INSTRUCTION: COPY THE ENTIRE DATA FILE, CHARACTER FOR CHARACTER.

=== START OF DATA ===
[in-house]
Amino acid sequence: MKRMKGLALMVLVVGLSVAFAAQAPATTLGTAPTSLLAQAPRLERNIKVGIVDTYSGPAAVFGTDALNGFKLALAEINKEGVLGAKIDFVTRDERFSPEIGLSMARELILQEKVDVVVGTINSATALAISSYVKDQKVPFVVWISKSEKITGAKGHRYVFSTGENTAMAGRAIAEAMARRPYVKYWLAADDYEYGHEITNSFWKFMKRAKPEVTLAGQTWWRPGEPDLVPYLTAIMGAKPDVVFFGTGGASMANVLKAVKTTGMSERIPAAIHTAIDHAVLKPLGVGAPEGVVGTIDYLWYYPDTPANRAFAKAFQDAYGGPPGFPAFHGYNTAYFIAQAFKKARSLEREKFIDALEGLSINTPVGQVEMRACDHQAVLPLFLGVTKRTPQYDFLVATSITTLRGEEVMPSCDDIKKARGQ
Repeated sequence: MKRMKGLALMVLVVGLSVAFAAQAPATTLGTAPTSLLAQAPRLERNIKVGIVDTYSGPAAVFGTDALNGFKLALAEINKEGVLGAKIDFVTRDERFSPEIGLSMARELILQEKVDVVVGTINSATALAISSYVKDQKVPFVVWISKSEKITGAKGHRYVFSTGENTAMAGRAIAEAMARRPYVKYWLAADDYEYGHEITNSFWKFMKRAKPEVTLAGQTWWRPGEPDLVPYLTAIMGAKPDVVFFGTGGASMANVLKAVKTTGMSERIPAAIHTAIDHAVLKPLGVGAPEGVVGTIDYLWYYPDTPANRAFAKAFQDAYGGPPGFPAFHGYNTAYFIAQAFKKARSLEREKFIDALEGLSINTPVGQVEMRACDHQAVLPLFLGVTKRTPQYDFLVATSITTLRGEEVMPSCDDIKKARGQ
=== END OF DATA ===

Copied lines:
[in-house]
Amino acid sequence: MKRMKGLALMVLVVGLSVAFAAQAPATTLGTAPTSLLAQAPRLERNIKVGIVDTYSGPAAVFGTDALNGFKLALAEINKEGVLGAKIDFVTRDERFSPEIGLSMARELILQEKVDVVVGTINSATALAISSYVKDQKVPFVVWISKSEKITGAKGHRYVFSTGENTAMAGRAIAEAMARRPYVKYWLAADDYEYGHEITNSFWKFMKRAKPEVTLAGQTWWRPGEPDLVPYLTAIMGAKPDVVFFGTGGASMANVLKAVKTTGMSERIPAAIHTAIDHAVLKPLGVGAPEGVVGTIDYLWYYPDTPANRAFAKAFQDAYGGPPGFPAFHGYNTAYFIAQAFKKARSLEREKFIDALEGLSINTPVGQVEMRACDHQAVLPLFLGVTKRTPQYDFLVATSITTLRGEEVMPSCDDIKKARGQ
Repeated sequence: MKRMKGLALMVLVVGLSVAFAAQAPATTLGTAPTSLLAQAPRLERNIKVGIVDTYSGPAAVFGTDALNGFKLALAEINKEGVLGAKIDFVTRDERFSPEIGLSMARELILQEKVDVVVGTINSATALAISSYVKDQKVPFVVWISKSEKITGAKGHRYVFSTGENTAMAGRAIAEAMARRPYVKYWLAADDYEYGHEITNSFWKFMKRAKPEVTLAGQTWWRPGEPDLVPYLTAIMGAKPDVVFFGTGGASMANVLKAVKTTGMSERIPAAIHTAIDHAVLKPLGVGAPEGVVGTIDYLWYYPDTPANRAFAKAFQDAYGGPPGFPAFHGYNTAYFIAQAFKKARSLEREKFIDALEGLSINTPVGQVEMRACDHQAVLPLFLGVTKRTPQYDFLVATSITTLRGEEVMPSCDDIKKARGQ